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Brian Bankler
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[This review originally written in 2002 -- Brian]


Good auction games rely on uncertainty. Imagine a game where you have 100 Victory Points, everyone has $100, and you auction the points out one at a time. Pretty boring. Auction games work when players bid on widgets, and each player has to answer two questions: How much is this widget worth? and Am I likely to get a better deal later on?

Analyzing uncertainty is a tricky business. Literally millions of professionals make a good living doing just that (actuaries, financial specialists, and engineers probably being the largest three groups). But it's still engrossing enough to make a good game.

Pizarro makes players into Kings, hiring out the services of valiant explorers to go to the new world. The game is played in three rounds. In the first round, each explorer sends out three ships. Any player who wins an auction gets to put a ship into the "Year One" box. In year two, each explorer advances two ships, but they have to be ships from year one. And in the last year, each explorer advances one ship from year two to year three. So at the end of year three, an explorer (Magellan, say) will have a ship in each of three boxes. Different boxes are worth different victory points.

Players are bidding with money cards (from 1-9). Cards are also worth victory points at the end of the game, with the low money cards being the high victory point cards.

And finally, each explorer has a special power. At the end of each year, everyon gets two cards. Some explorers grant bonus cards at the end of each year, which is worth 1-3 Victory Points ... or can be used towards winning more bids. And explorers have other powers. Marco Polo lets you control the order of auctions (a little). Cook is worth a slew of victory points, but makes you suffer a penalty.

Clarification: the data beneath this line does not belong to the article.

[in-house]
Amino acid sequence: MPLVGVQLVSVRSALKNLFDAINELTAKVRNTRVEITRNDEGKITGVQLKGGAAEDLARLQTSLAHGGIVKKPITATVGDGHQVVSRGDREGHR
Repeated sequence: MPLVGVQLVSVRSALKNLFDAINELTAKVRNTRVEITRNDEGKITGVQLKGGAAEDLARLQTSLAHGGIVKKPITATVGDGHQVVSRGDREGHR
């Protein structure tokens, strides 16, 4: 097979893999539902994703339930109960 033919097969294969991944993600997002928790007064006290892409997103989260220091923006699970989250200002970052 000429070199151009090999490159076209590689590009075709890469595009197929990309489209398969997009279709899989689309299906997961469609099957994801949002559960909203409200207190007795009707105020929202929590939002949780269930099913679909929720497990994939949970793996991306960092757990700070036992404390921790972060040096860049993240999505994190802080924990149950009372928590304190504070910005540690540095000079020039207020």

If you don't like auction games, there isn't anything in Pizarro to attract you. I like auction games, and find Pizarro to be a worthy addition to the field, for a few reasons:

First, analyzing the value of an auction presents a lot of uncertainty. You have to worry about getting a source of cards versus certain victory points; not overbidding early (letting other players get better deals later on), and worry about players stacking on one explorer. The last point -- player may get two (or three) ships onto one explorer in the first round. This guarantees at least one cheap win later. A player who gets all three ships of one explorer doesn't have to worry about anything: he's getting first, second and third! This may be considered a flaw, as that player may be done for the rest of the game. In fact, in our second game one player won three ships, said "Autopilot me", wandered away for twenty minutes and then came back to see if he had won. This is a valid strategy, but disconcerting. [And one that shouldn't happen very often among experienced players. Now that we have played it more often, we tend to try to fight everywhere. Of course, we've also been playing six player games.]

Second, The explorer's special abilities are interesting. Apart from the variety in victory points and cards granted, the powers are cute. One power lets the winner 'play blackjack' for victory points...keep flipping cards, but if your total (in money) goes over 20, you lose them all. One explorer lets you take either cards or victory points. Of course, if you advance your ship, you get to choose again, and you hope that you picked cards. But if you didn't advance...

Thirdly, There are actually four combinations of explorers. The boards for tracking them are double sided (and there are two boards). This is just a nice little additionally touch. I had already decided to buy the game after my first playing, but seeing the boards flipped over after the game thrilled me. The extra value is a nice touch.

Overall, a good auction game. I don't expect to play often, but I expect to be playing several years from now.
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thomas coe
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so are you still playing this???
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Russell
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Yes, are you? Enquiring minds want to know.
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